Just by disabling dedupe, and blowing away the dedupe tables, it freed up almost 5GB of RAM.  Who knows how much was being swapped in and out of RAM.

Other things to check :

zpool status -D <volumename>

This gives you your standard volume status, but it also prints out the dedupe information.  This is good to figure out how much dedupe data there is.  Here’s an example :

DDT entries 7102900, size 997 on disk, 531 in core

bucket              allocated                       referenced
______   ______________________________   ______________________________
refcnt   blocks   LSIZE   PSIZE   DSIZE   blocks   LSIZE   PSIZE   DSIZE
------   ------   -----   -----   -----   ------   -----   -----   -----
     1    6.41M    820G    818G    817G    6.41M    820G    818G    817G
     2     298K   37.3G   37.3G   37.3G     656K   82.0G   82.0G   81.9G
     4    30.5K   3.82G   3.82G   3.81G     140K   17.5G   17.5G   17.5G
     8    43.9K   5.49G   5.49G   5.49G     566K   70.7G   70.7G   70.6G
    16      968    121M    121M    121M    19.1K   2.38G   2.38G   2.38G
    32      765   95.6M   95.6M   95.5M    33.4K   4.17G   4.17G   4.17G
    64       33   4.12M   4.12M   4.12M    2.77K    354M    354M    354M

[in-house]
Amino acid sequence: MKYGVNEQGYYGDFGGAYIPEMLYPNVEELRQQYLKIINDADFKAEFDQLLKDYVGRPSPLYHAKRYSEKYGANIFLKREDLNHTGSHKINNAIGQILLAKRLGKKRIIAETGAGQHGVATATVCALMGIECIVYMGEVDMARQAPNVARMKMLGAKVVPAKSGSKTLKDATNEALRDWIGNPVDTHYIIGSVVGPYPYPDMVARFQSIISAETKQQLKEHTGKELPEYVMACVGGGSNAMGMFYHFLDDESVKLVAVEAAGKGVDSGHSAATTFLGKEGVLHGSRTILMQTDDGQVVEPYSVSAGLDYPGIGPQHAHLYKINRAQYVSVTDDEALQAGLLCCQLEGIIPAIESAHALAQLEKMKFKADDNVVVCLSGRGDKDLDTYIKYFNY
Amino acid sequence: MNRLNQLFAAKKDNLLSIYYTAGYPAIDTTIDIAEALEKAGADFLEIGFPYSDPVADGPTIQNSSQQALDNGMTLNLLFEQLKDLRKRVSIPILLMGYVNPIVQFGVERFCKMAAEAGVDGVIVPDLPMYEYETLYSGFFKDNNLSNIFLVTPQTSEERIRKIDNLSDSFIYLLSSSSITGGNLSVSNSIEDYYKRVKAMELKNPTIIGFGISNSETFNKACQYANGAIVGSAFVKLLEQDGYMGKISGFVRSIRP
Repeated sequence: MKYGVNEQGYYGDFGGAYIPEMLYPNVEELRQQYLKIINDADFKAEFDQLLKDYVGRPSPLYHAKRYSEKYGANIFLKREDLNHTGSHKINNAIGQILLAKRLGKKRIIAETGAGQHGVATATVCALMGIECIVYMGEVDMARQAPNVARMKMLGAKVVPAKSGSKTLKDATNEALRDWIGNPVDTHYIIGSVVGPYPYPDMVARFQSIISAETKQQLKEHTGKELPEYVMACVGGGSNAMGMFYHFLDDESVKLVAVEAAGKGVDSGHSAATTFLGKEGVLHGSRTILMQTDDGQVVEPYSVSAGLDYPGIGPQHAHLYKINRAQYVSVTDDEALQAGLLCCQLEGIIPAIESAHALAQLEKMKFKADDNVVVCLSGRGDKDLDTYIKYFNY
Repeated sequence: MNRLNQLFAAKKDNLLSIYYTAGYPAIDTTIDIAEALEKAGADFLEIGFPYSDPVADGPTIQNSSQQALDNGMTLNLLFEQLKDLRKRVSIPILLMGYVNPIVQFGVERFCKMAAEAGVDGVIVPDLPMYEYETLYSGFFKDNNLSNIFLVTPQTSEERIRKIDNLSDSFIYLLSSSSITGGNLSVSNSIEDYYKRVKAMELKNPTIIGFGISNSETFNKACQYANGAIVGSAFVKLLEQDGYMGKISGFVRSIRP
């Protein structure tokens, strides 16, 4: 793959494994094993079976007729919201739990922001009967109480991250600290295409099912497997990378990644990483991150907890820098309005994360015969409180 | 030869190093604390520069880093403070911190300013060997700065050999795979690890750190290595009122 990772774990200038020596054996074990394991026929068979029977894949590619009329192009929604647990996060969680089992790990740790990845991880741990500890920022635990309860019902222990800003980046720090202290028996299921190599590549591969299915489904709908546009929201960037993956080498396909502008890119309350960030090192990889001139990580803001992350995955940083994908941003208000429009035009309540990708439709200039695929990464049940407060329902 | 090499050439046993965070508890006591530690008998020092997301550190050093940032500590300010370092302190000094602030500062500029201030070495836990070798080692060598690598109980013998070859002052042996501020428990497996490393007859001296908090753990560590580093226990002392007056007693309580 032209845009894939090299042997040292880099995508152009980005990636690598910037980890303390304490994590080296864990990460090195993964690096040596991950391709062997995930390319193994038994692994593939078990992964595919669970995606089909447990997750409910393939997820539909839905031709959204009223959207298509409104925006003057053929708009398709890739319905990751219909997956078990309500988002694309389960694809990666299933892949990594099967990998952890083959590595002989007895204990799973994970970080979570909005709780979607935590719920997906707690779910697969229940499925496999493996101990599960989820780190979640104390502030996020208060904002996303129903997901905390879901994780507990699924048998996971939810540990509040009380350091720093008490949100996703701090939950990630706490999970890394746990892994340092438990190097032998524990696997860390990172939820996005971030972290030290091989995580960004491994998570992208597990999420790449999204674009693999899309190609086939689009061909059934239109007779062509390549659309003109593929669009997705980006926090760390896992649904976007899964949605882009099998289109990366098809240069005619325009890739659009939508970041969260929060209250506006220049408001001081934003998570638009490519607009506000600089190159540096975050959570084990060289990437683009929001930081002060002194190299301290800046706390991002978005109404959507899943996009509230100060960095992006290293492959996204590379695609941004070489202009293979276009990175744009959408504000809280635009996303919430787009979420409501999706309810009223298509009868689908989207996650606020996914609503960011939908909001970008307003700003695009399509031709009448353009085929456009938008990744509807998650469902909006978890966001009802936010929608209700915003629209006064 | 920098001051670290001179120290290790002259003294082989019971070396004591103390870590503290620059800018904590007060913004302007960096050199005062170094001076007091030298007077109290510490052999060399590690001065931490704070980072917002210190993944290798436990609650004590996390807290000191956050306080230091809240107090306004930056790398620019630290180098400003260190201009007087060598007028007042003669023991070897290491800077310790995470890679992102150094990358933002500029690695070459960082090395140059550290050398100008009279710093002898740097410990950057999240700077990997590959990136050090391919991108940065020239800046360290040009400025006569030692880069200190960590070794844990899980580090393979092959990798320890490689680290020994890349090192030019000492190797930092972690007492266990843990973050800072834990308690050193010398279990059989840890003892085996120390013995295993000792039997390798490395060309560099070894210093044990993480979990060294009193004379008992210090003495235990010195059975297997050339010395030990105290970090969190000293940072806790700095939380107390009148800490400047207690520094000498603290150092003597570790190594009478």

128        5    640K    640K    639K      943    118M    118M    118M
   256        2    256K    256K    256K      676   84.5M   84.5M   84.4M
    1K        1    128K    128K    128K    1.29K    164M    164M    164M
    4K        1    128K    128K    128K    5.85K    749M    749M    749M
   32K        1    128K    128K    128K    37.0K   4.63G   4.63G   4.62G
 Total    6.77M    867G    865G    864G    7.84M   1003G   1001G   1000G


This tells us that there are 7 million entries, with each entry taking up 997 bytes on disk, and 531 bytes in memory.  Simple math tells us how much space that takes up.

7102900*531=3771639900/1024/1024=3596MB used in RAM

The same math tells us that there’s 6753MB used on disk, just to hold the dedupe tables.

The dedupe ratio on this system wasn’t even worth it.  Overall dedupe ratio was something like 1.15x.  Compression on that volume(which has nearly no overhead) after shuffling the data around,is at 1.42x.  So at the cost of CPU time (which there is plenty of), we get a better over-subscription ratio from compression vs deduplication.

There are definitely use-cases for deduplication, but his generic VM storage pool is not one of them.

Friday, November 18th, 2011 Configuration, ZFS 13 Comments